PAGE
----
All along, as the exhibition title insists, he was "Shaping the Future," but so were the 1950s. Saarinen's shapes hold the promise of the space age, most obviously with the sleek twist of Gateway Arch. The curve of Dulles Airport glides upward across a long central space. A college chapels starts with its polygon roof, as if entire building could float without support. Like the stone cylinder of another chapel, it refuses religious symbolism as well. It speaks to the shared values of nondenominational worship for a rational era.
It is also a gathering place. Saarinen brings people together. He shapes the curved edge of buildings at Yale into a common space. TWA's main hall creates a gathering point unseen in airlines today, between wings for departure gates and baggage claim. Its long tunnel presents a comforting enclosure, like his "womb" furniture. Even his plan for a private home, the Miller residence, has an inviting center in the sunken rectangle of a sofa and living-room table—all without the "miserable maze of legs."
But his work did have legs. If Saarinen fit with his time, he also won out by looking forward. His embrace of curves came to stand for pluralism, as with Frank Gehry. His poured concrete, Portland stone, and obsessive cantilevers lead through Brutalism to Zaha Hadid and Diller Scofidio + Renfro. His blue glass echoes in Bernard Tschumi's hulk of a Lower East Side condo. For younger artists on the Lower East Side, with iPhones rather than mainframes, that gives new meaning to Big Blue.
Architects like these work in every country and none. Gehry has only recently had his first New York building. Hadid, like Diller + Scofidio, had a New York museum shows with only a handful of built projects. Like Saarinen, she has also had more than one adopted home. The triumph of American art has given way to the triumph of a global art market. It will be thrilling to have the TWA terminal one day supply connections.
Josiah McElheny makes his own connections between the International Style and New York now. With Proposals for a Chromatic Modernism he recreates Mies van der Rohe's first proposal for a glass-clad skyscraper. Onto its 1922 towers, he grafts multicolored panels from a competing architect, Bruno Taut. On gallery shelves, he spins the same red, yellow, and blue into glassware—each shelf a study in one saturated, translucent color. In all this, McElheny imagines an alternative history of Modernism. What if, instead of stripping away every trace of ornament, it found spiritual release in color?
If McElheny echoes a familiar critique of modern architecture, he also sounds rather like Wassily Kandinsky on "the spiritual in art." He wants to see Mies as an emblem of pleasure, even before the warm glow of the Seagram building. Mies's connected towers, each set back at a different distance from the street, roll past like a wave. They also reach an improbable height. McElheny's colored plastic units look like stacked cups, as in sculpture by Tara Donovan. They and the shelving could share the same department in Bed Bath & Beyond.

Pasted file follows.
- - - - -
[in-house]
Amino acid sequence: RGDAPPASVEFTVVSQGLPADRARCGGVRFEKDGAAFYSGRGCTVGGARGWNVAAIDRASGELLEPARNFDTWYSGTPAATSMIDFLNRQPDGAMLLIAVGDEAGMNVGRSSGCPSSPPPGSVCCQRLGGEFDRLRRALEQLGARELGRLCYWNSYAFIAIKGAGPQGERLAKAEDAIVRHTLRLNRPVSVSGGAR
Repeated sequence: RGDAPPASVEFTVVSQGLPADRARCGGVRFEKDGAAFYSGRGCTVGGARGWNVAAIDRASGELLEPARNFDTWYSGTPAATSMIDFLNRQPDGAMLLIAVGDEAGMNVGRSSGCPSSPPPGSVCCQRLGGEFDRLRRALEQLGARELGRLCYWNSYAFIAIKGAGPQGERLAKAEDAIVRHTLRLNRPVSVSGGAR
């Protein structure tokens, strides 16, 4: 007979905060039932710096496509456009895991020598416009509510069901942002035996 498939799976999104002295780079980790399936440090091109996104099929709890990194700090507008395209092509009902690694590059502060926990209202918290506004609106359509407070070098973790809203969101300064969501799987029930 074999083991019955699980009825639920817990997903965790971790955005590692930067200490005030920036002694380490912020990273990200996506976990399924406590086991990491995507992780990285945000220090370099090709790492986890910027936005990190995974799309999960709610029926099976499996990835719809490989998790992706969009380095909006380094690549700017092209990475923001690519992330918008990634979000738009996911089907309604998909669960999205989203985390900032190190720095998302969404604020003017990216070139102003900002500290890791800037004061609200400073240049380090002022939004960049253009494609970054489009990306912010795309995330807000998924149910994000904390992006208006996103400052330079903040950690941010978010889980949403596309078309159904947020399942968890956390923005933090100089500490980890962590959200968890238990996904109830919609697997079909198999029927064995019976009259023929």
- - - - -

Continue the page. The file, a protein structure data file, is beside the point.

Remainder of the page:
The critique of Modernism's ideal cities as conformist could stand revision anyway. "Form follows function" has its roots not in esthetic purity, but in the nineteenth-century crafts movement. Conversely, Modernism's utopias often had a strong element of spiritualism and fantasy. Wright's retrospective this summer and the summer reopening of the Noguchi Museum have more than enough unfinished projects. It gets hard to disentangle humanism, arrogance, and just plain reaching for the sky. The High Line makes the whole debate more puzzling than ever—over preservation, displacement, gentrification, and renewal.
McElheny may never get over the past. Decorating a white cube goes only so far. It leaves architecture stranded, like the decorative Postmodernism of Michael Graves. Even in color, the shelves here look as barren as Minimalism. Bed Bath & Beyond has more choices. Conversely, stacked cups all but celebrate consumerism. Still, this is one nonexistent past worth remembering.
Enoc Perez has his own collision of architecture and color. He paints big buildings in an age of globalization. They have the grainy, washed-out look of digital manipulation. The artist applies the same style to a couple in an interior. He asks about the chances for pleasure, at the risk of withholding pleasure himself. Kodachrome film also breathed its last this summer, and perhaps only diehard Paul Simon fans cared.
Gwathmey died in August 2009, after finishing that curving glass tower in Astor place—and just in time for a real-estate meltdown. In its memorial, The Times concedes that some find the luxury condos "insufficiently deferential to their surroundings." However, they do not just break with the past, although they do, or defy function, although they do. Mostly, their tacky, misshapen bulk stands all too palpably for the invasion of wealth onto the Lower East Side. For others, as with Thom Mayne's dramatic Cooper-Union a few blocks south, Postmodernism can rethink not just history or function, but meaning in the present. Gwathmey never got that far, and others are still thinking it through.